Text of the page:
A Homestead Heirloom

Ford Conservation Center staff recently worked on bringing an almost 150-year-old family heirloom back to life. This project was a framed homestead certificate, which required treatment from our objects lab and paper lab.

The bulk of the project’s historical significance was in the document, an 1875 homestead certificate granted to Nebraskan Charles Henry French by the Ulysses S. Grant administration.

This document and frame tell a very important piece of the French family history, and they have been passed through several generations of Charles Henry French’s family. He was the son of a wood carver named William Benjamin French and Sara Leah Marcellus French. The couple left their home in New York around 1833, heading west in a covered wagon. They had 11 children, but only four survived to adulthood.

Charles was born in 1835. By this time, the family had reached Adrian, Michigan. When he was grown, Charles and his father filed for a homestead in Filmore County, Michigan. There, Charles Henry married Sarah Spaulding in 1860. In 1862 after William Benjamin’s death, Charles Henry French continued moving west with his wife and mother, settling in Nebraska around 1870. Charles and Sarah raised four children in Washington County, Nebraska, on their homestead. The farm would stay in the family for 126 years – Charles Henry French’s grandson eventually had to sell the land when his health began to fail.

The certificate was in good condition overall but showed signs of wear and soiling. The first step was to dry surface-clean the document with soft sponges to reduce particulate matter and grime. Flyspecks, or insect waste, and other accretions on the paper’s surface were removed using scalpel blades.

In this image taken before treatment, the damaged seal and weakened creases (along the left edge) are visible.

The document had been folded in the past to fit into a small envelope, and tears had appeared along the creases at the edges of the paper. These tears were repaired with paper mends from the back to prevent further damage. While the document was folded, a small section at the top of the seal had torn and became stuck to the other side of the document. This piece was carefully removed and adhered in its original location.

Finally, the certificate was humidified and flattened to relax the creases and distortions. To do this, the document was placed in a humidification dome. This conservation equipment allows tiny droplets of aqueous moisture to be slowly introduced so the paper fibers can gently expand as the paper becomes humidified. Following humidification, the lightly damp document was placed between absorbent blotters and light weights to dry as flat as possible in preparation for matting and reframing.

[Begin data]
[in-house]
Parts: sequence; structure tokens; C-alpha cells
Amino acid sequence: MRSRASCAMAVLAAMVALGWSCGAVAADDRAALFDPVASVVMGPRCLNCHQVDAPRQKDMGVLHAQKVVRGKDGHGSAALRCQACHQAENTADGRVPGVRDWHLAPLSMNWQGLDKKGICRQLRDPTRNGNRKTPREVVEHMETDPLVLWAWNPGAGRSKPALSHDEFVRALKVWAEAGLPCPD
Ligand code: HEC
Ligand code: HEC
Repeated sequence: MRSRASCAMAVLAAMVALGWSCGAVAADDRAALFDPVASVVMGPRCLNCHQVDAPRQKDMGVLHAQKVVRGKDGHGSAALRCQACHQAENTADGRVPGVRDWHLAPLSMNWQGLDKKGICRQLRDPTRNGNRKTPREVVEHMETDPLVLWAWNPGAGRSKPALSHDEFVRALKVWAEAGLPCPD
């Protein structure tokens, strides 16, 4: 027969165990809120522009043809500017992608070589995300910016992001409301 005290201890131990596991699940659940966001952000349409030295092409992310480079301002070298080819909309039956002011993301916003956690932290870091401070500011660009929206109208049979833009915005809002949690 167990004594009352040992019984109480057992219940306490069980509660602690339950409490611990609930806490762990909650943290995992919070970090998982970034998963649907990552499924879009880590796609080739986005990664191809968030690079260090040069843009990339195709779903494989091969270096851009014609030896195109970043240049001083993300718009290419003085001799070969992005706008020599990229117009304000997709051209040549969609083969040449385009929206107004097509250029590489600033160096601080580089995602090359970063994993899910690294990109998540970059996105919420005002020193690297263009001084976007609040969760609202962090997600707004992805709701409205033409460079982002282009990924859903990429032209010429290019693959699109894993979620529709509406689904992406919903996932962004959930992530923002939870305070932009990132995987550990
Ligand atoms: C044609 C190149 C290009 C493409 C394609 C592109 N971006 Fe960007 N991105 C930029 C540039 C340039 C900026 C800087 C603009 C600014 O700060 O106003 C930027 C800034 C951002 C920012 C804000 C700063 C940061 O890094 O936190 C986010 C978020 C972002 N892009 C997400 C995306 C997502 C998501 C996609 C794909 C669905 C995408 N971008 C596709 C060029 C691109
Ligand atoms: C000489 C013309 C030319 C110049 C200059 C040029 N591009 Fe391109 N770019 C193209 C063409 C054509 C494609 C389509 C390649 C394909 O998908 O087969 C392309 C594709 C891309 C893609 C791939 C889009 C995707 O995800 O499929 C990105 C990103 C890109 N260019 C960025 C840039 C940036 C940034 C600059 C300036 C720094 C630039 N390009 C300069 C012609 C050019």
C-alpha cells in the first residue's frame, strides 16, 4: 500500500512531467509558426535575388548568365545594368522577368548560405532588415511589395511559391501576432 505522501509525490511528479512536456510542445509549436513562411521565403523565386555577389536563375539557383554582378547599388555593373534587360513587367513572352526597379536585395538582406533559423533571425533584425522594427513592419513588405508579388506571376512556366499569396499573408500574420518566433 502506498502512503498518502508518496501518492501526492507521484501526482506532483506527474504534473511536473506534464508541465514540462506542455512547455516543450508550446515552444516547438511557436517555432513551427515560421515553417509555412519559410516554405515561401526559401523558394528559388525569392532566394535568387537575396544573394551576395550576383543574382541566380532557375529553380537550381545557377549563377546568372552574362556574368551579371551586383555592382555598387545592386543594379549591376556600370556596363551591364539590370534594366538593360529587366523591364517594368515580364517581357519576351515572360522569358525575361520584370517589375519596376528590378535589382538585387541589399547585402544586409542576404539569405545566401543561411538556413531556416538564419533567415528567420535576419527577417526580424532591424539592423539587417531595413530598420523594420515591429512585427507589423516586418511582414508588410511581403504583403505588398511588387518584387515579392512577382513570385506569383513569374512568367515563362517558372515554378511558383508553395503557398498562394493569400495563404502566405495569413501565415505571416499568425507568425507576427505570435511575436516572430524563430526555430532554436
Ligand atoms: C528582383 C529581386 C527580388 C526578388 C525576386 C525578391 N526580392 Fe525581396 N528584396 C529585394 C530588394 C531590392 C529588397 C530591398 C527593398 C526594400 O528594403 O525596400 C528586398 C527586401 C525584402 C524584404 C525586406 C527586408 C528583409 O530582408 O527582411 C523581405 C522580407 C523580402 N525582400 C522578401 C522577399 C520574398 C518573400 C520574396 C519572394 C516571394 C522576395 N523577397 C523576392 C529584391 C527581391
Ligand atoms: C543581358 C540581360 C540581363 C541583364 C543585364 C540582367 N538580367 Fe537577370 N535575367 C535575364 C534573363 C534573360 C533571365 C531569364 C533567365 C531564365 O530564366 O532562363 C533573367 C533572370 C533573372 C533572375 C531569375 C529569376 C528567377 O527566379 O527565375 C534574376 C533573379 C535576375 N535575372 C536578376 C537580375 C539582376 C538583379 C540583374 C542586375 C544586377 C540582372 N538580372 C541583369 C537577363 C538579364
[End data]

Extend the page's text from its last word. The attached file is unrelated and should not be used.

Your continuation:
After treatment, the document is cleaner, creases are much less visible, tears have been stabilized, the seal has been reconstructed, and it lays flat.

However, the bulk of the damage was to the certificate’s frame. It was original to the certificate and had certainly been through a lot. The four wooden rails featured painted decorative scrollwork made out of the composition. Luckily, much of the ornamentation was still intact, but it was almost entirely missing from one side of the frame.

In this before-treatment image, it’s very easy to see the extent of the missing composition ornaments.

The first step of the treatment was to stabilize loose pieces of the original composition ornament that were in danger of falling off of the frame.

The next step was to reconstruct the missing ornamentation. They were sometimes created by hand, using an appropriate putty over a barrier layer applied to the wood. Silicon rubber was used to create molds of the intact ornamentation for larger sections where intricate ornamentation had been lost. Wood putty was cast into these molds to create replacement sections. These cast pieces were then reshaped as necessary and adhered to the bare wood using an appropriate adhesive.

In the image on the left, the replacement ornaments have been removed from their molds and are being laid out on the frame. The original composition ornament had slightly different spacing on each frame rail, so it was a bit of a puzzle to make the pieces that had been cast from one side fit among the remnants left on the other side. You can also see a piece of the greenish putty used to create the molds at right. In the image above to the right, Objects Conservator Rebecca Cashman creates replacement ornamentation for loss areas.

Once the ornamentation was fully reconstructed, it was toned and painted to match the original sections as closely as possible.

A combination of resins and dry pigments were used to match the frame’s matte finish.

Now that the frame and certificate have been restored, they are much more stable over the long term, and they can be displayed and shared by Charles Henry French’s great-grandchildren and their families.

The treated certificate was matted and re-framed using conservation-grade matboard and acrylic and returned to its owner.

 

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